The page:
With a microholding you always get too much or bugger-all. (I'm fed up calling it an allotment garden - it just encourages the tidy-police).

The simple/complex split is more & more important: Simple fertilisers Poor, complex ones Good. Simple (old) poisons predictable, others (new) the opposite.

galina

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Re: Self-regulating capillary mat watering (with budgie waterer)
« Reply #2 on: March 20, 2016, 17:35:21 »
I use the good old Geoff Hamilton self watering table system.  Where would we be without it!  I have described it a couple of years ago:
http://www.allotments4all.co.uk/smf/index.php/topic,78443.msg794247.html#msg794247
Mine differs very slightly from yours Vinlander in that my bottle is open and rests on two pieces of wood with the opening an inch off the bottom of the tray.  A 5 gallon bottle lasts for 14 days or more, but at least for 10 if it is very hot. 

Have added a photo - apologies for all the algae, the bottle doesn't look very nice at the moment  :BangHead:
« Last Edit: March 20, 2016, 17:41:06 by galina »

Vinlander

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Re: Self-regulating capillary mat watering (with budgie waterer)
« Reply #3 on: March 21, 2016, 08:54:34 »
Mine differs very slightly from yours Vinlander in that my bottle is open and rests on two pieces of wood with the opening an inch off the bottom of the tray.  A 5 gallon bottle lasts for 14 days or more, but at least for 10 if it is very hot. 

Does "my bottle is open" mean that it is open above & below? so does that mean it is drip feed rather than on-demand?

Cheers.
With a microholding you always get too much or bugger-all. (I'm fed up calling it an allotment garden - it just encourages the tidy-police).

The simple/complex split is more & more important: Simple fertilisers Poor, complex ones Good. Simple (old) poisons predictable, others (new) the opposite.

galina

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Re: Self-regulating capillary mat watering (with budgie waterer)
« Reply #4 on: March 21, 2016, 10:31:24 »
Mine differs very slightly from yours Vinlander in that my bottle is open and rests on two pieces of wood with the opening an inch off the bottom of the tray.  A 5 gallon bottle lasts for 14 days or more, but at least for 10 if it is very hot.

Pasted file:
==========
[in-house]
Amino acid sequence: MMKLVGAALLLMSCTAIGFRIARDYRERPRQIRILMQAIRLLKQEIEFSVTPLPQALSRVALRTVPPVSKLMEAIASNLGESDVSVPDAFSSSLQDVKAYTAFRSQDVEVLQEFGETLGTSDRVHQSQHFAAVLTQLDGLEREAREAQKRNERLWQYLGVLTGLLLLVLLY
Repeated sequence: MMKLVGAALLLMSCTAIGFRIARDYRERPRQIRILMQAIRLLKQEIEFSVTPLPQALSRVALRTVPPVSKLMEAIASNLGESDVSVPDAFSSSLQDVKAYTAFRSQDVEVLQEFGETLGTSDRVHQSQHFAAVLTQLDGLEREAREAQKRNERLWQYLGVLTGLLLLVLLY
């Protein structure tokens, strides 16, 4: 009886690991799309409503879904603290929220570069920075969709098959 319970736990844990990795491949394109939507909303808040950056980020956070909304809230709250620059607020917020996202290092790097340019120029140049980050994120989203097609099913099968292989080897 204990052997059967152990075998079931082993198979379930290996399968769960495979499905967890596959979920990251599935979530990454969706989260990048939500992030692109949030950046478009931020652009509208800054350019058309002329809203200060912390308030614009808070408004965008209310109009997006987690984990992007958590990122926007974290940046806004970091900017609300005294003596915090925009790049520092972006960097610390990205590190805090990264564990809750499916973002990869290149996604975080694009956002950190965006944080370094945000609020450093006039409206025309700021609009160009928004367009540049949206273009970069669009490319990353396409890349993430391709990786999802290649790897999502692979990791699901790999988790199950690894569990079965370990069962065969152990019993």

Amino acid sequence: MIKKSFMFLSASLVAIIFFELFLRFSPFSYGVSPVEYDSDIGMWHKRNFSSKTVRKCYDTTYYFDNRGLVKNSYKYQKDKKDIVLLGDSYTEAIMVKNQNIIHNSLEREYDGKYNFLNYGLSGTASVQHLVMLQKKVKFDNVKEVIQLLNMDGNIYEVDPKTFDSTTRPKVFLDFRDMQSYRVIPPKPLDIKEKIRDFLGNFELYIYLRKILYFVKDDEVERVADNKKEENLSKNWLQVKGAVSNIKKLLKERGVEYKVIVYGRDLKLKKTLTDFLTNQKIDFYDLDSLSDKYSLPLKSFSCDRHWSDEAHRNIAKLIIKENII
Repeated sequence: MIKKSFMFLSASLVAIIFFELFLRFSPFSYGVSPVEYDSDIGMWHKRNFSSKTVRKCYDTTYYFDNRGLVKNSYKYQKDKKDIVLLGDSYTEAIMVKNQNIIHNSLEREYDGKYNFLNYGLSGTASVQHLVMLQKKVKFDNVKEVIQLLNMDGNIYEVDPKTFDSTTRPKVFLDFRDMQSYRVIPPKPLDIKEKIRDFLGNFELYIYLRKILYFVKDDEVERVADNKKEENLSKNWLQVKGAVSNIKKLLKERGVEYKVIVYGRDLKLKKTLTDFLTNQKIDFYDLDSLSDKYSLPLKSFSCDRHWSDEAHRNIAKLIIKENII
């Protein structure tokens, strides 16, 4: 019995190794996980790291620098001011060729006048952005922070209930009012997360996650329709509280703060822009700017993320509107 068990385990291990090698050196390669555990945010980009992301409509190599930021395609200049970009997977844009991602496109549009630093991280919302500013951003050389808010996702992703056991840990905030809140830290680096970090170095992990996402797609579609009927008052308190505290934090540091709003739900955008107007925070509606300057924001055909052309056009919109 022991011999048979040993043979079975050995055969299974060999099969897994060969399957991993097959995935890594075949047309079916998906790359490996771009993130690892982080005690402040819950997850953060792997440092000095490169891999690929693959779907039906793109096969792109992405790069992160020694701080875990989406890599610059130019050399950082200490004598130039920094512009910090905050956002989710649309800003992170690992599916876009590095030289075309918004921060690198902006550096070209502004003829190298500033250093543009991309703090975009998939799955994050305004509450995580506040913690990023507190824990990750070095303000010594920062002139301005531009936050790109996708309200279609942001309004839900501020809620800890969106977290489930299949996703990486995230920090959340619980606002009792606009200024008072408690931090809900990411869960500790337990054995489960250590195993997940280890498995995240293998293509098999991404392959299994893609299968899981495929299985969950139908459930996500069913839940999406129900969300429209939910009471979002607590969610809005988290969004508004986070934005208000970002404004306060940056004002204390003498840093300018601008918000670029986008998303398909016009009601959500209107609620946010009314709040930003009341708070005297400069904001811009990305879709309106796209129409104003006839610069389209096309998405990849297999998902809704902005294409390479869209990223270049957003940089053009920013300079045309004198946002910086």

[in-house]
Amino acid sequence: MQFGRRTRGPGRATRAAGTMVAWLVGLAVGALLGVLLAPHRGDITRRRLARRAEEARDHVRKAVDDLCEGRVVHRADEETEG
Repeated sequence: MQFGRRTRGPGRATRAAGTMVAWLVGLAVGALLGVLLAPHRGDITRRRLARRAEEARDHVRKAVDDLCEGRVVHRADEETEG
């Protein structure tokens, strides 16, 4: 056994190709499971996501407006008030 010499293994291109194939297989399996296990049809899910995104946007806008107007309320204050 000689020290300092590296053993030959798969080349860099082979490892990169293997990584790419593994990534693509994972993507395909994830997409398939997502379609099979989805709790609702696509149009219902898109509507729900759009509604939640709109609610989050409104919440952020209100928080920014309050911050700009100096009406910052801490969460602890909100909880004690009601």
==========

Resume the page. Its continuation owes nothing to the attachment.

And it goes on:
Does "my bottle is open" mean that it is open above & below? so does that mean it is drip feed rather than on-demand?

Cheers.
It is 'on demand':

I place the full bottle inside the tray onto the wooden blocks, with the stopper fully closed (it is very difficult to handle the heavy bottle with one hand over the neck to stop water gushing out when I invert it into the tray).  Then I unscrew the stopper in situ (there is just room enough to get my fingers in) until water can glug out of the bottle into the tray.  Doesn't have to be fully unscrewed.  There is no other opening in the bottle just the neck or water would flow continuously. The bottle is a standard camping water bottle or catering oil bottle with no modification. 

The water flow stops when the level in the tray rises above the neck of the bottle.  The 'tongue' in the capillary matting reaches to the bottom of the watering tray and takes up water on demand and transports it to plants on the table.  Capillary matting can transport water up to 4 inches to bridge the difference in height, and the drop from the table to the bottom of the gravel tray is less than 4 inches. 

When the plants use water and the water level inside the gravel tray falls to below the neck of the inverted bottle, air can get to the neck of the bottle.  This  causes another 'glug' of water to be released until no more air can get to the neck of the bottle, because it is now fully under water again.  No further air stops the water flow.  So it is an 'on demand' system rather than a dripper system.  During spring and autumn one bottle lasts two weeks and more, during the heat of summer the 5 gallons in the bottle only last 10 days.  :wave:
« Last Edit: March 21, 2016, 10:43:28 by galina »

Vinlander

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Re: Self-regulating capillary mat watering (with budgie waterer)
« Reply #5 on: March 21, 2016, 16:46:05 »
Hi Galina - thanks for the quick reply.

I was confused because I couldn't find the "Geoff Hamilton self watering table" anywhere on the internet. But then I couldn't find any demand systems on the internet - though there are hundreds of drip systems, and absolutely none of them can be trusted for 2 weeks in 'real weather' - no matter how many months you spend adjusting the nozzle or whatever.